With the promise of a chance to win $1,500 donated by Balfour and numerous smaller prizes, the new program provides every student a chance to demonstrate good character traits while improving discipline issues, absenteeism and test scores at the school.
Social studies teacher Glen Hile heard about a character program created by Doug Dodge at his high school, North Harrison, located in southern Indiana. Hile, along with fellow teacher Amy Berry (foreign language) and Assistant Principal Russ Hesler, visited Dodge and returned as fans of the program. They got permission to start their own program at GHS and named it CUBS.
The kickoff to the program took place on the first Friday of the new school year. A convocation led by Dodge got students geared up to participate. He told kids that in three years his school was able to cut its discipline referrals and tardiness by 50 percent. At the same time, test scores rose as students got onboard with Dodge's program.
"We plan to try this here," said Hile. "We'll kick out what doesn't work and keep building on it every year."
Kids who sign a GHS honor code pledging to be a person of character and helping to build a more honest society by putting honor above all and refusing to cheat will sign a large banner to be displayed in the cafeteria for the rest of the year.
Every Monday there will be a 20-minute session on character education with teachers incorporating that education into their classroom activities.
Students can receive a dollar if they can recite a poem when asked that talks about thoughts becoming words, actions, habits and eventually character.
School clubs can earn a pizza party. Students can also be referred by teachers and have their photos displayed in a monthly PowerPoint presentation representing the character trait of the month.
They can also earn points by simply demonstrating good character traits such as kindness, politeness, respect, cooperation, generosity, helpfulness, tolerance and others.
"It can be as simple as opening a door for someone else or carrying books for someone who needs help," explained Hile. "Teachers and staff members can give a CUBS coin for any act they see a student perform.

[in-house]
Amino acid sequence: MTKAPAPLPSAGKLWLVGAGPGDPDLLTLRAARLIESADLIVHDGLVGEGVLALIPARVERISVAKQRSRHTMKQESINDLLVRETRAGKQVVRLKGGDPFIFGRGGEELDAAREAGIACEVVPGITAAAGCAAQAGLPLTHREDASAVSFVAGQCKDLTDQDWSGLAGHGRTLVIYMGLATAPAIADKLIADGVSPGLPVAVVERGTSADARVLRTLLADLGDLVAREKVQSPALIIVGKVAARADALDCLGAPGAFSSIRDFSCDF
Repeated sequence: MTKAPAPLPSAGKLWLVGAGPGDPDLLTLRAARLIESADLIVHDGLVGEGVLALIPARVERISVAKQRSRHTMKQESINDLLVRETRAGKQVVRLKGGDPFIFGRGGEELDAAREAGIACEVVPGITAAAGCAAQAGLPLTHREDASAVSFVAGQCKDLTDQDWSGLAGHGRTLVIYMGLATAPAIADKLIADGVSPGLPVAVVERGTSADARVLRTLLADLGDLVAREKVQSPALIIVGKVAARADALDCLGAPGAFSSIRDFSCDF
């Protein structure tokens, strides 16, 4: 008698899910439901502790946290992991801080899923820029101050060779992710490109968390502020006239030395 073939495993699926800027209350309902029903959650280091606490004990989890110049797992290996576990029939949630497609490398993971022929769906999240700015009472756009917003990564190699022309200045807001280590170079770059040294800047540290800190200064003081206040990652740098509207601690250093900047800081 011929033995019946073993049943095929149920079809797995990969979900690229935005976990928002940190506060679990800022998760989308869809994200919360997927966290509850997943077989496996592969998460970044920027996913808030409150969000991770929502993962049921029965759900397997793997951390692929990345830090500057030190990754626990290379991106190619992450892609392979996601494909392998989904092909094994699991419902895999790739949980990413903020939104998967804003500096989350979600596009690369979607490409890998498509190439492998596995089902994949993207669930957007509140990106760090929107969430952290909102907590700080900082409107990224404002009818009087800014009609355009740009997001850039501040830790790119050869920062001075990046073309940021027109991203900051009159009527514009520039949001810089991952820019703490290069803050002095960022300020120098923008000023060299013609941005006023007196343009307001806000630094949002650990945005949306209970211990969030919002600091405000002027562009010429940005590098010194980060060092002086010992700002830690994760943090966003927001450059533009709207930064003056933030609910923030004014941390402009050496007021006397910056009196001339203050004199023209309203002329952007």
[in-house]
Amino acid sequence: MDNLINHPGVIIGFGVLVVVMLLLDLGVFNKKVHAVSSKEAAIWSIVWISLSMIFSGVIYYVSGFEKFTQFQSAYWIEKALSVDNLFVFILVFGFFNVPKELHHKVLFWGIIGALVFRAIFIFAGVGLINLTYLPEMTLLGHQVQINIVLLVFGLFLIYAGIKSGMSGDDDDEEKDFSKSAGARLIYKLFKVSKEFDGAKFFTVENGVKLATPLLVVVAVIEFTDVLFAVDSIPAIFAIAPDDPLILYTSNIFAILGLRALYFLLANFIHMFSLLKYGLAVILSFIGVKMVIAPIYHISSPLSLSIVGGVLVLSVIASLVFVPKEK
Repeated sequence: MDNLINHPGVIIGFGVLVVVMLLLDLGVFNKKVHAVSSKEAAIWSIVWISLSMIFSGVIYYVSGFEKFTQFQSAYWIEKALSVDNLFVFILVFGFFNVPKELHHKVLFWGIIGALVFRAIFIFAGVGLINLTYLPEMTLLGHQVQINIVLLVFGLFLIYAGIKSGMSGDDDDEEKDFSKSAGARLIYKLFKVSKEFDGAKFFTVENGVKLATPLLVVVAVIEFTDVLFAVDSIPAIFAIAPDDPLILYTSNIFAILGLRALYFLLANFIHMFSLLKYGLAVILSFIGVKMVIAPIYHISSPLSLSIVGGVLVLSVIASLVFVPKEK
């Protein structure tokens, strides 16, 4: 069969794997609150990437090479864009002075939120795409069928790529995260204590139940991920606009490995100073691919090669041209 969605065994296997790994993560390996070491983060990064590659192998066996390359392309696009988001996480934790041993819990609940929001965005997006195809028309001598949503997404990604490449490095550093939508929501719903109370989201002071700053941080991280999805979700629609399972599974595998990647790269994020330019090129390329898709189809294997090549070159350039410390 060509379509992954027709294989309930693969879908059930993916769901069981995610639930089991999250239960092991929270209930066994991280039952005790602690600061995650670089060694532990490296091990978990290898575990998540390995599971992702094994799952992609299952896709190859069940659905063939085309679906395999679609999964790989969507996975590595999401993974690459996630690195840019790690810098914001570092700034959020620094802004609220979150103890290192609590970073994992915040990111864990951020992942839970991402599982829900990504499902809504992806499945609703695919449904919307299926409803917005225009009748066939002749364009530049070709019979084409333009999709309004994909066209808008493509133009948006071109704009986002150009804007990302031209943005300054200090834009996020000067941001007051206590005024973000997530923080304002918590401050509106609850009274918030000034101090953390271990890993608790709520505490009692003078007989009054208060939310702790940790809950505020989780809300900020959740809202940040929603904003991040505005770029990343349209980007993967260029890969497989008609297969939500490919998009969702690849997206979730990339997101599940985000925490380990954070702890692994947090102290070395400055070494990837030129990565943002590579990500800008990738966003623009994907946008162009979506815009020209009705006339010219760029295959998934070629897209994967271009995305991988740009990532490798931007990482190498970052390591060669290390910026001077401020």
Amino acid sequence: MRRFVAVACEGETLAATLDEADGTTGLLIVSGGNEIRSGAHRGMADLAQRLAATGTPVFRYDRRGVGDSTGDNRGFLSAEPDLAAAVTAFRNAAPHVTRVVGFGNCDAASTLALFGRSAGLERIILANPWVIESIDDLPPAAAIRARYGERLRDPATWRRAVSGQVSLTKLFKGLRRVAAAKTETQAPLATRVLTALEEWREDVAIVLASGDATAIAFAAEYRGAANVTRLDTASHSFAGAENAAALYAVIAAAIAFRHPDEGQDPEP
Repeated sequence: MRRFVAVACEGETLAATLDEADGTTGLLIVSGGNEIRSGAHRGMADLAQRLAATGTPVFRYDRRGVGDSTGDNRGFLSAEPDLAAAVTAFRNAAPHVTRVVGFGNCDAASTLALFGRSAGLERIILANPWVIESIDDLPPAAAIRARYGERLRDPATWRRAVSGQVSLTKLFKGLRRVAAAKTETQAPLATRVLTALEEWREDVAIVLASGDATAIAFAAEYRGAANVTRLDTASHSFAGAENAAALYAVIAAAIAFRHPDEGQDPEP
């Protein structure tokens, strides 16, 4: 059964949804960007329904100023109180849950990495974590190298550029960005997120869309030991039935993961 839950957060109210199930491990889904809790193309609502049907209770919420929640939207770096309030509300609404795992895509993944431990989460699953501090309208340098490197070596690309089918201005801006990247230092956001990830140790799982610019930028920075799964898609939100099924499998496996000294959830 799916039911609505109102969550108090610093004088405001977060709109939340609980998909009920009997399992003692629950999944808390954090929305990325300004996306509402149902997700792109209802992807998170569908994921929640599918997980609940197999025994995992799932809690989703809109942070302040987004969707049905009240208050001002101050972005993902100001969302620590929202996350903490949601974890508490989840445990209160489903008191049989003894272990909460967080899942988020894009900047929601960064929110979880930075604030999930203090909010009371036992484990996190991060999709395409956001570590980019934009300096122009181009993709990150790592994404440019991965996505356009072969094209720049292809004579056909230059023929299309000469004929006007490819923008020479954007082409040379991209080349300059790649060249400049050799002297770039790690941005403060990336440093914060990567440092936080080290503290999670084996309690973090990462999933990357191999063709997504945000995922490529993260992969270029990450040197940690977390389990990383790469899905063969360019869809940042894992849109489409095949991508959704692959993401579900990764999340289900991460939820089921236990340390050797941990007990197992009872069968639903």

These coins can be turned in for extra treats in the school's cafeteria. Students can even earn "get out of jail free" cards.
"If a student gets a detention and has four coins they can get out of detention," said Hile. They can also get out of one detention by being able to recite the "Watch Your Thoughts" poem and writing a half-page article on the importance of character.
The big prize, however, is the chance to win the $1,500. One student from each of the four classes will be chosen by drawing tickets that were earned.
One lucky student will win the money and the other three will win Acer Aspire notebook computers. Names will be drawn out of the remaining tickets to give out 50 more prizes like gift cards.
Dodge explained to students during the convocation that incentives are given out by business all the time and they help students perform too.
Goals for this year's program are to reduce school tardies by 20 percent; improve school attendance to 97 percent; reduce the number of students failing each nine weeks by 20 percent; reduce the number of discipline referrals by 20 percent; and to increase the school,s End of Course Assessment (ECA) passing percentage to 80 percent.
During the kick-off, Dodge told students that the only person in charge of their character was the student. He said it was OK to be average if that was the best you could be, but to remember that average is "the best of the worst and the worst of the best."
"I like to quote John Wooden, who said, 'You are going to be remembered by your last act,'" said Dodge.
Hile doesn't expect an overnight change but believes the CUBS program is a good first step.
"As Warren Buffett says, 'An individual needs three traits to be successful on the job: intelligence, work ethic and character. The first two without the last will kill you,'" said Hile.
For information about CUBS, contact Hile, Berry or Hesler at the high school at 653-9711.